Marcus Minucius Thermus

From Wikipedia, the free encyclopedia
Jump to navigation Jump to search

Marcus Minucius Thermus was a praetor in 81 BC and propraetor of the Roman province of Asia the following year,[1] succeeding Murena.[2] The capture of Mytilene occurred during his governorship; Mytilene had been in revolt against Rome and was suspected of actively or tacitly aiding so-called pirates in the region.[3] Suetonius credits Thermus with the victory,[4] but the siege may have been conducted by or in coordination with L. Licinius Lucullus. Little else is known of his life or career.[5]

Julius Caesar began his military service under Thermus after his pardon by Sulla during the proscriptions of 82 BC.[6] It was Thermus who sent the young Caesar as an envoy to the court of Nicomedes IV of Bithynia to request aid in the form of a fleet.

Although Thermus was a Sullan partisan, in 86 BC his younger brother Quintus had been a legate in Asia under appointment by the rival Marians. Quintus had replaced Fimbria after his mutiny.[7]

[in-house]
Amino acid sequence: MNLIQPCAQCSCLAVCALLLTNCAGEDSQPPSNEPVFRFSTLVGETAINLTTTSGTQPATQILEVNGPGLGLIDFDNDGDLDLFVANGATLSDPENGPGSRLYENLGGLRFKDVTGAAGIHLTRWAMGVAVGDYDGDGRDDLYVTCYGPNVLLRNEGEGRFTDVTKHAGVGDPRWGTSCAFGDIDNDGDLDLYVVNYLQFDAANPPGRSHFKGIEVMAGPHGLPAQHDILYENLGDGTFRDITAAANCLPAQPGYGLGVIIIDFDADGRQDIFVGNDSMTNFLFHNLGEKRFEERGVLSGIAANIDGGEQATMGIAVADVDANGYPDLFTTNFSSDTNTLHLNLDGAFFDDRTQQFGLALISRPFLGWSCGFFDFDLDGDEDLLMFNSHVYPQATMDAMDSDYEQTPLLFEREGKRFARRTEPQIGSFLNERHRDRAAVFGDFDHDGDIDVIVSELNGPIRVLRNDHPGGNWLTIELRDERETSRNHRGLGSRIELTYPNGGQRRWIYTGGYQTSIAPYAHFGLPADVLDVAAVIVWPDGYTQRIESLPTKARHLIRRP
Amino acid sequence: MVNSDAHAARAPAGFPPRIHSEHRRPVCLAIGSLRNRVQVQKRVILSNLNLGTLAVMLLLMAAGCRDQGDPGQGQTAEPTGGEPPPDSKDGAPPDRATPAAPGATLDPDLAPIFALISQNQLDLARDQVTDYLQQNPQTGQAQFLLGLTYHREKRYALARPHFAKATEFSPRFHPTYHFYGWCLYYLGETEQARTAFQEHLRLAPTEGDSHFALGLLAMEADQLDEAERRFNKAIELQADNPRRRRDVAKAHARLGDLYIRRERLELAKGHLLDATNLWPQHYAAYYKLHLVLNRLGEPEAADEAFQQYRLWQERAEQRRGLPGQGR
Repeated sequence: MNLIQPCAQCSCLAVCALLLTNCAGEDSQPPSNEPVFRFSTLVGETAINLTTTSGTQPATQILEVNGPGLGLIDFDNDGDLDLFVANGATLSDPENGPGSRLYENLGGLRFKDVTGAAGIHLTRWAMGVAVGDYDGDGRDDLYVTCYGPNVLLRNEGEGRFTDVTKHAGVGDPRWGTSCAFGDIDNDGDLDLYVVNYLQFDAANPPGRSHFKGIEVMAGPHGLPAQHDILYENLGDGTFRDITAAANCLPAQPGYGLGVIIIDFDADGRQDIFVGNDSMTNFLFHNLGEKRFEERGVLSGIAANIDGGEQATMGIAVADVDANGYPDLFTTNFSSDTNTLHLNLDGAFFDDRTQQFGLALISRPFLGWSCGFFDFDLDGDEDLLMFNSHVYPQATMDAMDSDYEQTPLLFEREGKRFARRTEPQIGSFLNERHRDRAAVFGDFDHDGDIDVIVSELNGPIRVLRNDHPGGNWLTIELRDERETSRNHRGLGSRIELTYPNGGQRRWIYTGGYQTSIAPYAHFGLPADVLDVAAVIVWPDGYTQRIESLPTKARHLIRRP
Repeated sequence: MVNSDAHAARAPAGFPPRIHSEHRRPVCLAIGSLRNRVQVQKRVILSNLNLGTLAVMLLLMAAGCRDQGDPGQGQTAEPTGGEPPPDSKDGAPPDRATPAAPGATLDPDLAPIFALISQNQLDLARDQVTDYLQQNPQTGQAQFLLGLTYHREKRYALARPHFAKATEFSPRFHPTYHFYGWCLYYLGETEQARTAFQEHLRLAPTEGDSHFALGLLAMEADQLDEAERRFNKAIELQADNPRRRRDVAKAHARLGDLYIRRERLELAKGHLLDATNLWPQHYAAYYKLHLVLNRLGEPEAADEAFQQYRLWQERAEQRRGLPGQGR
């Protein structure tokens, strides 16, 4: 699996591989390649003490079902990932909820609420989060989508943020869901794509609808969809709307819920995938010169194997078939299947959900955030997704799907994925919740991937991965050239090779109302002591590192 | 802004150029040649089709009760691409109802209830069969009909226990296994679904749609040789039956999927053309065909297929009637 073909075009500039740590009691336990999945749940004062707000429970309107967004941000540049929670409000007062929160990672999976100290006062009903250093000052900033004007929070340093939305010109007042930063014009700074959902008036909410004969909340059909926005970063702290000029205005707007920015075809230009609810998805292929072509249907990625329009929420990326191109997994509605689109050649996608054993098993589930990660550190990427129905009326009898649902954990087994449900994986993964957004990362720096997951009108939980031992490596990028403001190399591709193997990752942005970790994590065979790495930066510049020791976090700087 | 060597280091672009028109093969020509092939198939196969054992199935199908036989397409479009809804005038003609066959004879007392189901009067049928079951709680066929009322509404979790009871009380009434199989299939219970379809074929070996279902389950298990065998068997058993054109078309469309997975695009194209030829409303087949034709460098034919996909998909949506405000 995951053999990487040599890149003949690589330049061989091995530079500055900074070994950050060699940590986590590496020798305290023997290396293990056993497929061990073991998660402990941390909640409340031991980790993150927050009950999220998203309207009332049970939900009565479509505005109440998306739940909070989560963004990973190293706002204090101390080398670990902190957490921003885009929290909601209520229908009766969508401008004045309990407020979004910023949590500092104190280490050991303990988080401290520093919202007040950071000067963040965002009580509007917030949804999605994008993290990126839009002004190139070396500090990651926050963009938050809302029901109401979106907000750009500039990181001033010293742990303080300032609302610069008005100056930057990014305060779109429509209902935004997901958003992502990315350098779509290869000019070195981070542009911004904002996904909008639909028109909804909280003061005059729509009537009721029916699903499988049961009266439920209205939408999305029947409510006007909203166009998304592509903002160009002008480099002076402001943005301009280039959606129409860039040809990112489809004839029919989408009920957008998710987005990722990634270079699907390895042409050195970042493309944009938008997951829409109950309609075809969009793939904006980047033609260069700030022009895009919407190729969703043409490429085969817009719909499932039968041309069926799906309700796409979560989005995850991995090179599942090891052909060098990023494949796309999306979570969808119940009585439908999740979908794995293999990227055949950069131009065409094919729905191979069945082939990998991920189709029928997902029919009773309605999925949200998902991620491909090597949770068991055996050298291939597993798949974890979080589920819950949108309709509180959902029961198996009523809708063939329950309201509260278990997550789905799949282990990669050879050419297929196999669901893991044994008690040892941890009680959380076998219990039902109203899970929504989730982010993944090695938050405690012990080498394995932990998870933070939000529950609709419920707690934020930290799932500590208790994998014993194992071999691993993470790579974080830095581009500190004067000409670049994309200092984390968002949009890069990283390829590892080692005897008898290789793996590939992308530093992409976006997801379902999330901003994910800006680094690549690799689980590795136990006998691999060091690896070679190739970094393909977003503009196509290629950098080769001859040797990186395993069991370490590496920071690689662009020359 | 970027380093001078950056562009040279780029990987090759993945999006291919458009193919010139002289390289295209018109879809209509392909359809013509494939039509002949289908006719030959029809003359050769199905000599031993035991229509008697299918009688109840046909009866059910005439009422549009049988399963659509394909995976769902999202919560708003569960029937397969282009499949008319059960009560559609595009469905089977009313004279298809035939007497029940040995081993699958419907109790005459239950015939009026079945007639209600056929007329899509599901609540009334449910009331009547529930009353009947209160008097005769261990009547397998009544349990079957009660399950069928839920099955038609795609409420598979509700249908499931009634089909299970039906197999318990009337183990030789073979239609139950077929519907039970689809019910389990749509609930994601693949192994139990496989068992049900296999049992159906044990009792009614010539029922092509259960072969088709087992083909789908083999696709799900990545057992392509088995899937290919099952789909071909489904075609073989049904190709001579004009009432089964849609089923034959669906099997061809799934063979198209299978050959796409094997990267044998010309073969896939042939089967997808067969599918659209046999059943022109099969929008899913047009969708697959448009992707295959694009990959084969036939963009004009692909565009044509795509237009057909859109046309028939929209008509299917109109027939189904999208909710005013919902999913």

External links[edit]

  • Further discussion by T. Corey Brennan, The Praetorship in the Roman Republic (Oxford University Press, 2000), vol. 2, p. 557 online.


  1. ^ T.R.S. Broughton, The Magistrates of the Roman Republic, vol. 2 (New York 1952), pp. 76, 78, 81, citing Suetonius, Divus Iulius 2.1, where he is identified as a praetor, and David Magie, Roman Rule in Asia Minor (Princeton University Press, 1950), vol. 1, p 246f. and vol. 2, p. 1124, note 41.
  2. ^ Arthur Keaveney, Lucullus: A Life (Routledge, 1992), p. 182 online. Keaveney argues that Minucius assumed his post in Asia in 79 (pp. 182–187).
  3. ^ Philip de Souza, Piracy in the Graeco-Roman World (Cambridge University Press, 2002), p. 123 online.
  4. ^ Harold B. Mattingly, "C. Verres and the Pirates," in From Coins to History: Selected Numismatic Studies (University of Michigan Press, 2004). p. 180, note 10 online.
  5. ^ Ronald T. Ridley, "The Dictator's Mistake: Caesar's Escape from Sulla," Historia 49 (2000) 227–228.
  6. ^ Matthias Gelzer, Caesar: Politician and Statesman, trans. Peter Needham (Oxford: Blackwell, 1968), ISBN 0-631-10430-5
  7. ^ Ronald T. Ridley, "The Dictator's Mistake: Caesar's Escape from Sulla," Historia 49 (2000) 227–228.